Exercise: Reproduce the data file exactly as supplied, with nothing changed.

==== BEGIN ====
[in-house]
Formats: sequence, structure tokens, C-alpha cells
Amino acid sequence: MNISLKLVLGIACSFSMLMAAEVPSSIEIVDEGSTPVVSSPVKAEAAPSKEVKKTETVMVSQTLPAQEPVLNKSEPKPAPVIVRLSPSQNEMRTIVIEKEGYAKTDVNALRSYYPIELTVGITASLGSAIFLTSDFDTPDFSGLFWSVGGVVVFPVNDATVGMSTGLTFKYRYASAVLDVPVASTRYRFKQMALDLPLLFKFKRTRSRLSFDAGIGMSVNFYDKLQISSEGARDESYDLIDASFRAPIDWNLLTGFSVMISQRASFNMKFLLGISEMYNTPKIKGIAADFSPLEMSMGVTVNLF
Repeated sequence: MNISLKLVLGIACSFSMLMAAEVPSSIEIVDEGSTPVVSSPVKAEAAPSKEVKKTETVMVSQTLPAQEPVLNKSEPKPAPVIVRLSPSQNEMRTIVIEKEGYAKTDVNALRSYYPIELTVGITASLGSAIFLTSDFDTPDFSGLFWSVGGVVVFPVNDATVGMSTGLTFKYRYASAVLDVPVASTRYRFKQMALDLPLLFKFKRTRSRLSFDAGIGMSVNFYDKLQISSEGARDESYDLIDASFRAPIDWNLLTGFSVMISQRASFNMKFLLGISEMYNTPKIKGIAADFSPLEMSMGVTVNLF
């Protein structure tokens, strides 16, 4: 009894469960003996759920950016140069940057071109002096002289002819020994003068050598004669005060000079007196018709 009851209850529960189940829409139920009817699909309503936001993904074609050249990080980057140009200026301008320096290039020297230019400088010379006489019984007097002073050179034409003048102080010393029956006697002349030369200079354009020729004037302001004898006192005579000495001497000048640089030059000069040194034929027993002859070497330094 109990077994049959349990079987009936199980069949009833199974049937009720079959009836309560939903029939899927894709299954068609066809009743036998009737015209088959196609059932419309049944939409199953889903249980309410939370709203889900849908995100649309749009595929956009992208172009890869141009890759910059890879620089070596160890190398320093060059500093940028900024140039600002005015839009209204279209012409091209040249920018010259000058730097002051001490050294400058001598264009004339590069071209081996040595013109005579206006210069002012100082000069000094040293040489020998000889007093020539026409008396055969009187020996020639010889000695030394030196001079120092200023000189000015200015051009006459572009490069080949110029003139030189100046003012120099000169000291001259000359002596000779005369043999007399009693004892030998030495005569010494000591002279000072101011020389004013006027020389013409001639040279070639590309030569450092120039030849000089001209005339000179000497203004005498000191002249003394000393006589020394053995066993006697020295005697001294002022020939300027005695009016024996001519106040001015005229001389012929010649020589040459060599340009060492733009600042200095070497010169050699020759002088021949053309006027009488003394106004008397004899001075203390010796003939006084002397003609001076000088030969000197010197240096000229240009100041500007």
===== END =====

[in-house]
Formats: sequence, structure tokens, C-alpha cells
Amino acid sequence: MNISLKLVLGIACSFSMLMAAEVPSSIEIVDEGSTPVVSSPVKAEAAPSKEVKKTETVMVSQTLPAQEPVLNKSEPKPAPVIVRLSPSQNEMRTIVIEKEGYAKTDVNALRSYYPIELTVGITASLGSAIFLTSDFDTPDFSGLFWSVGGVVVFPVNDATVGMSTGLTFKYRYASAVLDVPVASTRYRFKQMALDLPLLFKFKRTRSRLSFDAGIGMSVNFYDKLQISSEGARDESYDLIDASFRAPIDWNLLTGFSVMISQRASFNMKFLLGISEMYNTPKIKGIAADFSPLEMSMGVTVNLF
Repeated sequence: MNISLKLVLGIACSFSMLMAAEVPSSIEIVDEGSTPVVSSPVKAEAAPSKEVKKTETVMVSQTLPAQEPVLNKSEPKPAPVIVRLSPSQNEMRTIVIEKEGYAKTDVNALRSYYPIELTVGITASLGSAIFLTSDFDTPDFSGLFWSVGGVVVFPVNDATVGMSTGLTFKYRYASAVLDVPVASTRYRFKQMALDLPLLFKFKRTRSRLSFDAGIGMSVNFYDKLQISSEGARDESYDLIDASFRAPIDWNLLTGFSVMISQRASFNMKFLLGISEMYNTPKIKGIAADFSPLEMSMGVTVNLF
């Protein structure tokens, strides 16, 4: 009894469960003996759920950016140069940057071109002096002289002819020994003068050598004669005060000079007196018709 009851209850529960189940829409139920009817699909309503936001993904074609050249990080980057140009200026301008320096290039020297230019400088010379006489019984007097002073050179034409003048102080010393029956006697002349030369200079354009020729004037302001004898006192005579000495001497000048640089030059000069040194034929027993002859070497330094 109990077994049959349990079987009936199980069949009833199974049937009720079959009836309560939903029939899927894709299954068609066809009743036998009737015209088959196609059932419309049944939409199953889903249980309410939370709203889900849908995100649309749009595929956009992208172009890869141009890759910059890879620089070596160890190398320093060059500093940028900024140039600002005015839009209204279209012409091209040249920018010259000058730097002051001490050294400058001598264009004339590069071209081996040595013109005579206006210069002012100082000069000094040293040489020998000889007093020539026409008396055969009187020996020639010889000695030394030196001079120092200023000189000015200015051009006459572009490069080949110029003139030189100046003012120099000169000291001259000359002596000779005369043999007399009693004892030998030495005569010494000591002279000072101011020389004013006027020389013409001639040279070639590309030569450092120039030849000089001209005339000179000497203004005498000191002249003394000393006589020394053995066993006697020295005697001294002022020939300027005695009016024996001519106040001015005229001389012929010649020589040459060599340009060492733009600042200095070497010169050699020759002088021949053309006027009488003394106004008397004899001075203390010796003939006084002397003609001076000088030969000197010197240096000229240009100041500007």